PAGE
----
That construction puts the horse before the cart, and us before the cosmos. Humanity didn’t exist and float around until miraculously finding a planet to settle on. The planet came first, then a whole lot of other things, and then – finally – came us. And given the predominant thinking among physicists – that the universe is infinite and constantly expanding – the odds are high that a planet with Earth’s qualities, capable of supporting human-ish life, would exist. An infinite universe means infinite numbers of stars and planets, the combination of which make solar systems, and – given that infinity is really a terribly big number – a strong likelihood that planets like ours re-occur. Scrubbed down: it’s almost statistically certain that other earthlike planets exist, and equally certain there is life on them.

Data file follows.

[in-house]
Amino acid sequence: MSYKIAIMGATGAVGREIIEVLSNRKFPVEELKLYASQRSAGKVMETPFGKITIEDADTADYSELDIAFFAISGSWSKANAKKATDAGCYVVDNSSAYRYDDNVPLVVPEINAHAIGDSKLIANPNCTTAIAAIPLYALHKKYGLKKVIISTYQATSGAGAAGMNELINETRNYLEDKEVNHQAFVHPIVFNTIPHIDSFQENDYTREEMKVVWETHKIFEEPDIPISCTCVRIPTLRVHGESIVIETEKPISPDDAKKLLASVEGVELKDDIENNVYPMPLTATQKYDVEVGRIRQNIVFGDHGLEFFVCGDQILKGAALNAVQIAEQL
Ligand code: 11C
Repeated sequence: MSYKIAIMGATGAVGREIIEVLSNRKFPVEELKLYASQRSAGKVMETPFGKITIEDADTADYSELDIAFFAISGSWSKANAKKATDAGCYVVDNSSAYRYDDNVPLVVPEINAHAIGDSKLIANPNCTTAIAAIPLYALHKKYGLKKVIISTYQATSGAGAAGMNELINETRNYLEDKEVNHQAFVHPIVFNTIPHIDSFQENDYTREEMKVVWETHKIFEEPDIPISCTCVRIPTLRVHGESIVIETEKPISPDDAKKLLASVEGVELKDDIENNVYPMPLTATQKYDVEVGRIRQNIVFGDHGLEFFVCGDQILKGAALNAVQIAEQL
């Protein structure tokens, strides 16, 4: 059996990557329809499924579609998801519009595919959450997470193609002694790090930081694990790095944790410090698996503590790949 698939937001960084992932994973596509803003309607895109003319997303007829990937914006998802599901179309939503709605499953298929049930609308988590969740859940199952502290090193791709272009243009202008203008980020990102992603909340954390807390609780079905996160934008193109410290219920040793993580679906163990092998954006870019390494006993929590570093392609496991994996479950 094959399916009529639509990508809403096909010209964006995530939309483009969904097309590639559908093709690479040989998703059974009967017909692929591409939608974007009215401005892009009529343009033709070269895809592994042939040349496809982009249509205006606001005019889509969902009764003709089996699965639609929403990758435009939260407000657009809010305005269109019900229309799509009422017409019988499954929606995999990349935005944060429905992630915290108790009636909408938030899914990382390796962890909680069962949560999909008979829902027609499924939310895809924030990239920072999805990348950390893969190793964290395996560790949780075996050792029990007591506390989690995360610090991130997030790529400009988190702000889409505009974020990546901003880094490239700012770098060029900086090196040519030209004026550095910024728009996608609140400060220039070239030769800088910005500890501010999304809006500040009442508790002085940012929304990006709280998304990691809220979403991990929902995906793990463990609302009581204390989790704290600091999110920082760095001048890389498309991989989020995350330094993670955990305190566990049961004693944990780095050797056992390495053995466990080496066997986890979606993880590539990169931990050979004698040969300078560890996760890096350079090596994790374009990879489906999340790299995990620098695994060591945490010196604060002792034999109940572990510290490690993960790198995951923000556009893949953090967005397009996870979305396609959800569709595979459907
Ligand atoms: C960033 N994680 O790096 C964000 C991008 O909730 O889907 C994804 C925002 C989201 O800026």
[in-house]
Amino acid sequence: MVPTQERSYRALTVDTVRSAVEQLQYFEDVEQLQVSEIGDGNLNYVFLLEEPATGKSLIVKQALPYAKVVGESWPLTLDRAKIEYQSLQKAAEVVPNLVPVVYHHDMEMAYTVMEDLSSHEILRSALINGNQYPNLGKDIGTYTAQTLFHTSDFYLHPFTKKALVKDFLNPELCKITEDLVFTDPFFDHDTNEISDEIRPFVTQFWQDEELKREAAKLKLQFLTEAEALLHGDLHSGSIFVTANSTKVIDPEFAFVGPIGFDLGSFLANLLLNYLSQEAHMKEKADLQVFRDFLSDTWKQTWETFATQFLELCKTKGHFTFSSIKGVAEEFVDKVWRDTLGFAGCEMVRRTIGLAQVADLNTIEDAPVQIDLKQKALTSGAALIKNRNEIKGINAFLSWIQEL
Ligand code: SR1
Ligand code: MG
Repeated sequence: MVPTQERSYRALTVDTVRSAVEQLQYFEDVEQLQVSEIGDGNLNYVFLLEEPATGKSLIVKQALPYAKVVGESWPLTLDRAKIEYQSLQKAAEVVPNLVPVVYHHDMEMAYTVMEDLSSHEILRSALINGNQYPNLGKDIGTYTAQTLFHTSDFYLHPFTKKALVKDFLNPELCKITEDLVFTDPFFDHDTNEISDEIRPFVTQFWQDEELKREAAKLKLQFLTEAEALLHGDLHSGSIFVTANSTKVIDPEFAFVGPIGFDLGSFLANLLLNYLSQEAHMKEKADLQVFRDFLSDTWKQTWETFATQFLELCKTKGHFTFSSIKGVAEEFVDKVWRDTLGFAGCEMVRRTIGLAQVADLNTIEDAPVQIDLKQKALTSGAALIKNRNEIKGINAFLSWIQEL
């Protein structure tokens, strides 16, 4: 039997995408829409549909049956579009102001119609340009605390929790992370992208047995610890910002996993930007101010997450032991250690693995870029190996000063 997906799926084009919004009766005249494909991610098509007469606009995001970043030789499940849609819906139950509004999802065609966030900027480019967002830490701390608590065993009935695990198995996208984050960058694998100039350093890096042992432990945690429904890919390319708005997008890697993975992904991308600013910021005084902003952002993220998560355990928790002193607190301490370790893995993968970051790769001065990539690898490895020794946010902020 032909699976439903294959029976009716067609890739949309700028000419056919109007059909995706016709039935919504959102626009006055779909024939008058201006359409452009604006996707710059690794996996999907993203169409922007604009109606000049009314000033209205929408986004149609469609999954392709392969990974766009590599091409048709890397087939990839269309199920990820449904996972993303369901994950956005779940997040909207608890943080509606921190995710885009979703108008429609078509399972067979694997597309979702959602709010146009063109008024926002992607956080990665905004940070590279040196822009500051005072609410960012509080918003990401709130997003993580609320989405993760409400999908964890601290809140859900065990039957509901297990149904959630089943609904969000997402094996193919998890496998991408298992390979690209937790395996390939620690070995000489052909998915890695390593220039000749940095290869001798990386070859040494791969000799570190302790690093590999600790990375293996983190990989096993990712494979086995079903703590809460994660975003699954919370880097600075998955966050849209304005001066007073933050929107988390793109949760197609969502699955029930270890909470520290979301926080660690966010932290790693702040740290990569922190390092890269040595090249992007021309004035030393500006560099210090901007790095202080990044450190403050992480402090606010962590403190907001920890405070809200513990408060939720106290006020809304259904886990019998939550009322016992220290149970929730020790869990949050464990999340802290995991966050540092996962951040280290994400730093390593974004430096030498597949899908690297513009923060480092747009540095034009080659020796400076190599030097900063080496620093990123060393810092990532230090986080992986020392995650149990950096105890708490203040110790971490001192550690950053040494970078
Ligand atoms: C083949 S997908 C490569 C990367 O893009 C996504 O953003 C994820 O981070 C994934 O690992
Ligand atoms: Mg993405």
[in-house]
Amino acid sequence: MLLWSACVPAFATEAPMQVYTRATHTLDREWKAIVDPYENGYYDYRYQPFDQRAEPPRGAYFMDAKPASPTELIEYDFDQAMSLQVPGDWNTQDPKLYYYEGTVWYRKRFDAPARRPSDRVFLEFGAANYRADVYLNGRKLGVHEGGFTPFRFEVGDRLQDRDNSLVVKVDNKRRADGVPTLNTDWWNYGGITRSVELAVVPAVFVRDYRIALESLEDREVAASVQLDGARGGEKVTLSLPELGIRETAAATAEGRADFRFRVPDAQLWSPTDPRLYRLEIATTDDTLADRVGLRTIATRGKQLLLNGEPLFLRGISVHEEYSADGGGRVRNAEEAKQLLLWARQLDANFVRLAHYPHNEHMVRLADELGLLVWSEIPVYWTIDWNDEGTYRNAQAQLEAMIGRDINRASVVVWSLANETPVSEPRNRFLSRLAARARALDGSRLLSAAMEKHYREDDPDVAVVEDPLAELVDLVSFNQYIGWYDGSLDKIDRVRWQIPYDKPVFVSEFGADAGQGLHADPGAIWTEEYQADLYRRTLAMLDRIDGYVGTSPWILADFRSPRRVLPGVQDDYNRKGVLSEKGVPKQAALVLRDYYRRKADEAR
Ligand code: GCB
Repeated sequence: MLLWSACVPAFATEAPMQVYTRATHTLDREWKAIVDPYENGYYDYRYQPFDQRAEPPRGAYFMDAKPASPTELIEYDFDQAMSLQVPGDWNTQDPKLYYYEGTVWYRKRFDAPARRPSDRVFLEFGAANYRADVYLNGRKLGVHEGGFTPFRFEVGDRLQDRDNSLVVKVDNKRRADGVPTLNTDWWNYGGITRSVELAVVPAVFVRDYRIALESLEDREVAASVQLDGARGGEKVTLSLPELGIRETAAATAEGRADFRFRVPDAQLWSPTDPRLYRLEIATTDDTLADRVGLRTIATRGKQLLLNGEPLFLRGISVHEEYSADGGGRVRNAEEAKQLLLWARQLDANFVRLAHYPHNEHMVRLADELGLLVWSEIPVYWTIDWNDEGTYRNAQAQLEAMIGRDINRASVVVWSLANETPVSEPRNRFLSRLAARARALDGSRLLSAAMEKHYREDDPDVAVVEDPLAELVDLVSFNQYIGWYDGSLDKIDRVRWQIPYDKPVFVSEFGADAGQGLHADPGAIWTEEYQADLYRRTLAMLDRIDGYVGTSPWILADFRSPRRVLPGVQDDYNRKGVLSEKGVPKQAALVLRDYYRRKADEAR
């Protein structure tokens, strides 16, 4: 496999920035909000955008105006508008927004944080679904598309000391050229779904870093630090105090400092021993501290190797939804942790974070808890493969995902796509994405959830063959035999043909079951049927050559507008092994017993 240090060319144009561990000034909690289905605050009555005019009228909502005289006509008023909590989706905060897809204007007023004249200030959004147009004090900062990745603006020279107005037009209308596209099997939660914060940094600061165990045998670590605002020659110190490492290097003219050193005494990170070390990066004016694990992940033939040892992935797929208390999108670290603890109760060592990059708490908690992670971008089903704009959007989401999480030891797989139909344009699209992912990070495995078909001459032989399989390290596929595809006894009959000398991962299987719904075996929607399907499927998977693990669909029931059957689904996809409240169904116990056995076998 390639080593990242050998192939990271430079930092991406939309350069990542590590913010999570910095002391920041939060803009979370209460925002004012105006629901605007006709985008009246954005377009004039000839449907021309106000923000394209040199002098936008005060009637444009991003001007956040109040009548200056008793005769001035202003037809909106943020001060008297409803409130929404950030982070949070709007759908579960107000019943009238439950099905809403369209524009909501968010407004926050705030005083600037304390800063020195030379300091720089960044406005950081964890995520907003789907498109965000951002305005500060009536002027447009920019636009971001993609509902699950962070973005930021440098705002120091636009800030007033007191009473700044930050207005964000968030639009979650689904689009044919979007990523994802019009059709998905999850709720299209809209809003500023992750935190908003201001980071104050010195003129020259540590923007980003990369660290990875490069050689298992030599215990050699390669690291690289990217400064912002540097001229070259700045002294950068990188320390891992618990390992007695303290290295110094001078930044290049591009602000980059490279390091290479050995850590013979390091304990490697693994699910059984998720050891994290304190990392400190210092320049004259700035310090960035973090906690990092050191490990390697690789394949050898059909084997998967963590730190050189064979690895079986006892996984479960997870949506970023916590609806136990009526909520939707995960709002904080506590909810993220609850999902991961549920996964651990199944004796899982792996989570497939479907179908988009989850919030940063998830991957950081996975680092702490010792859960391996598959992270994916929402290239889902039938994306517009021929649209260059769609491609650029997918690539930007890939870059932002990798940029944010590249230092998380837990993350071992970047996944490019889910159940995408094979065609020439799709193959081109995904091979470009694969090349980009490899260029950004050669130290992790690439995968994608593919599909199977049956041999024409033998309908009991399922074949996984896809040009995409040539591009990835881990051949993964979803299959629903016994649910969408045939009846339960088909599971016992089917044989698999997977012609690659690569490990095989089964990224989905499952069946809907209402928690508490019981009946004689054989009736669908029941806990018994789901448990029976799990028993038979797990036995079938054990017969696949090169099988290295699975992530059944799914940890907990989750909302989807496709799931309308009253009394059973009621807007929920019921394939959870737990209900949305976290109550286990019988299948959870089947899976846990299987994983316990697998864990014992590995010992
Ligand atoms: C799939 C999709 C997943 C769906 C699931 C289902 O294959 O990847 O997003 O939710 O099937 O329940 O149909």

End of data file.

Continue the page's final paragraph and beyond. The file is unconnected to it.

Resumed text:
To illustrate: given the number of people on Earth, it would be hard to find a Korean Muslim named Steve who stands seven feet tall and is left-handed. Steve might be out there, but he’s rare. Now, assume instead that there is an infinite number of people. The odds are that Steve is out there, somewhere. In fact, the odds are several Steves are out there, though they may be few and far between. Even so, an infinity of Steves can exist. You can find anything in a large enough sample pool.  And if your pool is infinite, like the universe, you can find anything an infinite number of times over.

Thus with planets and people. The universe is the largest sample pool there is, and it gets bigger every nanosecond. In all that space, it’s certain there are planets like ours, and certain there is life on them.

Which is a good enough excuse to arm ourselves to the teeth.

Denim Be Damned